SINGAPORE - Joshua Teo was teased and made fun of as a boy.
The other kids would call him "alien" and "Shrek" - after the fictional ogre character - and young Joshua would get hurt and upset.
Once, a primary school classmate asked him if his ears looked the way they did because of a car accident. He quietly said no.
The 18-year-old Raffles Institution (RI) graduate has microtia, a birth defect that causes the external part of both ears to be underdeveloped and deformed.
The condition also meant that his hearing was affected and could register only about 40 per cent of all sounds.
"My doctor said that my hearing without a hearing aid is like a normal person hearing while tightly covering both ears with their hands," he added.
"When I was younger, I felt angry and shocked when people made rude remarks. Looking back, I don't blame them, kids tend to shoot their mouths without thinking," said Joshua, who collected his A-level results on Friday (Feb 19).
He had his first surgery when he was six.
A bone-anchored hearing aid was installed, which sends sounds to the inner ear via vibrations through the skull.
"I had to wear a headband attached to the hearing aid. I still remember people around me asking what I was wearing. I think the sound quality was also quite horrible," he said.
The implant worked for about a year or less. "One day, there was blood from the hole behind my ear where I usually connect the hearing aid. I had to go to hospital and I was recommended another surgery."
That year, he underwent another procedure to install a new hearing aid, the vibrant sound bridge, which converts sound to mechanical vibrations. With this, his overall hearing ability is about 60 per cent to 80 per cent.
Joshua grows slightly longer hair so that the external part of the device, an audio processor that is worn on the left side of his head, can be pinned to his hair.
"In primary school, I was a very shy boy who was very conscious of people staring at me," he said. "Looking back, I think in reality, people didn't really care."
As a primary school pupil in Maris Stella High School, Joshua had no real motivation to study and would sometimes daydream in class.
His wake-up call came after he got a score of 224 for his Primary School Leaving Examination, missing the cut-off for the school's secondary section for affiliated pupils by just two points.
He appealed and was thankful that the school granted him a place.
"I began to see my condition as a motivation for me to study hard. I wanted to show others that I could rise above my challenges and excel academically," he said.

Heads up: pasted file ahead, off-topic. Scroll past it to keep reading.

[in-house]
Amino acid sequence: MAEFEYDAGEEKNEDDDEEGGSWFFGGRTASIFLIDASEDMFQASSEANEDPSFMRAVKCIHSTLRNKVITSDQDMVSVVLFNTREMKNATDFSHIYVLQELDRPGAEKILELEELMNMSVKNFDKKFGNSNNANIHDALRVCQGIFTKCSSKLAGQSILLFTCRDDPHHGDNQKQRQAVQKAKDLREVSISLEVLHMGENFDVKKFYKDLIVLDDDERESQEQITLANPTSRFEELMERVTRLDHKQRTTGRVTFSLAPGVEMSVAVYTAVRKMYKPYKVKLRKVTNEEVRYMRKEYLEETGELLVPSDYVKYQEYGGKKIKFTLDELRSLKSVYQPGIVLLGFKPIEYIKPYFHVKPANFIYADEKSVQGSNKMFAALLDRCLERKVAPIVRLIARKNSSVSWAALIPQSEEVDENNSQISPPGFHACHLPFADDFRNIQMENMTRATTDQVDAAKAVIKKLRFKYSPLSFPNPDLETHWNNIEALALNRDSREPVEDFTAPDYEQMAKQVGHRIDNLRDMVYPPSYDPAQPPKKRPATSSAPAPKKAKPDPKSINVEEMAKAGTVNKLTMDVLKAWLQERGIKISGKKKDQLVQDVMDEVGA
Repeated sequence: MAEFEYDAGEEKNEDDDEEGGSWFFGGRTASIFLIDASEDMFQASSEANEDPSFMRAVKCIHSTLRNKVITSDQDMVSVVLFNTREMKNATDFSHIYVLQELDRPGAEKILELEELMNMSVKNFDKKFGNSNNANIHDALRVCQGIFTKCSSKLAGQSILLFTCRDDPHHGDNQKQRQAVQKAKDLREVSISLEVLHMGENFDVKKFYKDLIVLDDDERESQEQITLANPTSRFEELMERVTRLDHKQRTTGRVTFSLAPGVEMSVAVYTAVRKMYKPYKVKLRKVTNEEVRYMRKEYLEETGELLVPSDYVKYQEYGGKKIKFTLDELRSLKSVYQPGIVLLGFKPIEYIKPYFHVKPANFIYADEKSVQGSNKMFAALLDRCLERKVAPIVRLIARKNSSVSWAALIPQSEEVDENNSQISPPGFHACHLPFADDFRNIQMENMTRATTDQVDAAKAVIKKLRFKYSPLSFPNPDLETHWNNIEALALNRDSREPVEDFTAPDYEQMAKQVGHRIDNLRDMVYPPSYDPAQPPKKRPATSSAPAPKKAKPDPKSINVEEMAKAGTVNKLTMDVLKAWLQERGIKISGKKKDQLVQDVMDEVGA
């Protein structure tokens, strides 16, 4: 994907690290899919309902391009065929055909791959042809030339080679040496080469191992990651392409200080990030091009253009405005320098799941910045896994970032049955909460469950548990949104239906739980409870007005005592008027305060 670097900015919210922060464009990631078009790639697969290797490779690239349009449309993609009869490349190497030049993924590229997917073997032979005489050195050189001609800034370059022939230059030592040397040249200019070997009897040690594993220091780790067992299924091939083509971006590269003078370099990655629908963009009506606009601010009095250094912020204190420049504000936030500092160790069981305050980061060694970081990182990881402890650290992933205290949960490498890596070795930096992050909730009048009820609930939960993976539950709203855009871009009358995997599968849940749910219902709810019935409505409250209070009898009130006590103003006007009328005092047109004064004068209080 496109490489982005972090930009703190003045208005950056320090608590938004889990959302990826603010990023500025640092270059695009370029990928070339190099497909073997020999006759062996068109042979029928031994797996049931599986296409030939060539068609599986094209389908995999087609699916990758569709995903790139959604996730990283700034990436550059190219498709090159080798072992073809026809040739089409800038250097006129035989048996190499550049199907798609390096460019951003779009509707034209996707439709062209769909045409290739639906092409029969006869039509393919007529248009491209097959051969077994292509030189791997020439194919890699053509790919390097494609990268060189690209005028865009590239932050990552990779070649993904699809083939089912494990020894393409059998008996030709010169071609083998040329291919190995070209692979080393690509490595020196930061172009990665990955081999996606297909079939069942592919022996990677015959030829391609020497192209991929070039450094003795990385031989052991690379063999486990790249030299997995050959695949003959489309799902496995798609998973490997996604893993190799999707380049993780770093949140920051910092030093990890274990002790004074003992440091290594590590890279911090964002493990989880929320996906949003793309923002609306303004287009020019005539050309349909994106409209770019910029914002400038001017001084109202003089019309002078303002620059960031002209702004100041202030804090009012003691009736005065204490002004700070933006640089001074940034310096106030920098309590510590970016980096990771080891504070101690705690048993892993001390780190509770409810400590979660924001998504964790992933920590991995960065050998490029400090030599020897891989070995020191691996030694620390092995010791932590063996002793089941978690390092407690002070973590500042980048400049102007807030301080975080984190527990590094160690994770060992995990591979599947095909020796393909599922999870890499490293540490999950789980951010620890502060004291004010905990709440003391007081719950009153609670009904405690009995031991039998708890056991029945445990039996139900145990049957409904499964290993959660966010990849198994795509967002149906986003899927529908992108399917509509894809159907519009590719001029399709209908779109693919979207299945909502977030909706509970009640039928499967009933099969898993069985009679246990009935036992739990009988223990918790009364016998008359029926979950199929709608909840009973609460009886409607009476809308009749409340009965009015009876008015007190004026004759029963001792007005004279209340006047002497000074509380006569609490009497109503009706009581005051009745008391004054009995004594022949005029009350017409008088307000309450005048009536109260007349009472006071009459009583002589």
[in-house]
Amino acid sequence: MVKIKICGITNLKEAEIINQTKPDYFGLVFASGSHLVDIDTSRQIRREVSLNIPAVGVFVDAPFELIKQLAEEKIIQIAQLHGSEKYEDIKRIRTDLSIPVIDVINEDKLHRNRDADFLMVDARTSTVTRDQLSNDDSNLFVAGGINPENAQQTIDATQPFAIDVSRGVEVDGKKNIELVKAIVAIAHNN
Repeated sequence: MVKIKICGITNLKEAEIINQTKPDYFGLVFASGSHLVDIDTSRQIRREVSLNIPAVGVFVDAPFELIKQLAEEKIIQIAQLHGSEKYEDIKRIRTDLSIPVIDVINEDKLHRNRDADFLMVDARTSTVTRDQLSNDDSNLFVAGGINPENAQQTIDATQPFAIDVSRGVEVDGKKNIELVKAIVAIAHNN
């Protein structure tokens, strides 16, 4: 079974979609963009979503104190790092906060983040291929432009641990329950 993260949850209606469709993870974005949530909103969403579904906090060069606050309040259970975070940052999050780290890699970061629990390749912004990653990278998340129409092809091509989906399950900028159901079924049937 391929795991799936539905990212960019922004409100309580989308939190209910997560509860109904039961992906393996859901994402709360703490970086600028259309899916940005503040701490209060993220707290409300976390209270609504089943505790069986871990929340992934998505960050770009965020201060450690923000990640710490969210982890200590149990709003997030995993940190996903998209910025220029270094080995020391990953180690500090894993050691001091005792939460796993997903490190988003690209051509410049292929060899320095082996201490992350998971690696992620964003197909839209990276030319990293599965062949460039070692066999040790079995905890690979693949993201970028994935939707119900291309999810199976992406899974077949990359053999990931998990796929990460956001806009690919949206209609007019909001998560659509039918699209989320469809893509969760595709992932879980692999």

"In Secondary 3, I made it a personal goal to pay attention to every word my teachers said in class and to not be distracted by my friends. I also consulted my teachers a lot after class," he added.
His efforts paid off and he achieved eight points - four after counting bonus points - for his O levels. His father convinced him to place RI as his first choice.
"I never expected I'd be in a position to even consider such a prestigious school. I always flipped past RI and Hwa Chong Institution in the admissions booklet," said Joshua, who has a younger sister. His father is a vice-principal and mother a housewife.
"Initially, I had insecurities about my educational standing in the school and suffered from imposter syndrome. However, later I realised that everyone in RI was just trying their best."
To this day, Joshua cannot hear everything people say.
"It's my daily life - I have to get teachers or my friends to repeat what they say when I can't hear them, especially if they talk to my right side... I make sure to sit in front of the classroom all the time," he said.
It is also difficult for him to take part in games like basketball because of the risks of damage to the implant and internal bleeding.
Still, he enjoys being physically active. "I try not to sit out and make sure to be careful," he said. "I look to other avenues to keep fit. No one talks to me during swimming so I remove my aid before I get into the water."
Joshua, who is exempted from national service because of his condition, hopes to study psychology in a local university.
His mother is his biggest pillar of support. "She left the workforce to take care of me when I was born. She always puts my sister's and my needs before hers. Recently, she told me her initial fears and worries about raising a child like me, but I think she has done a wonderful job," he said.
"I'm grateful that my parents did not limit me and just wanted me to do the best I could."
Rude remarks about his appearance have dwindled over the years and he has learnt to let go of grudges.
"I think it is because I have matured in my Christian faith. That makes it easier for me to extend grace to others," he said.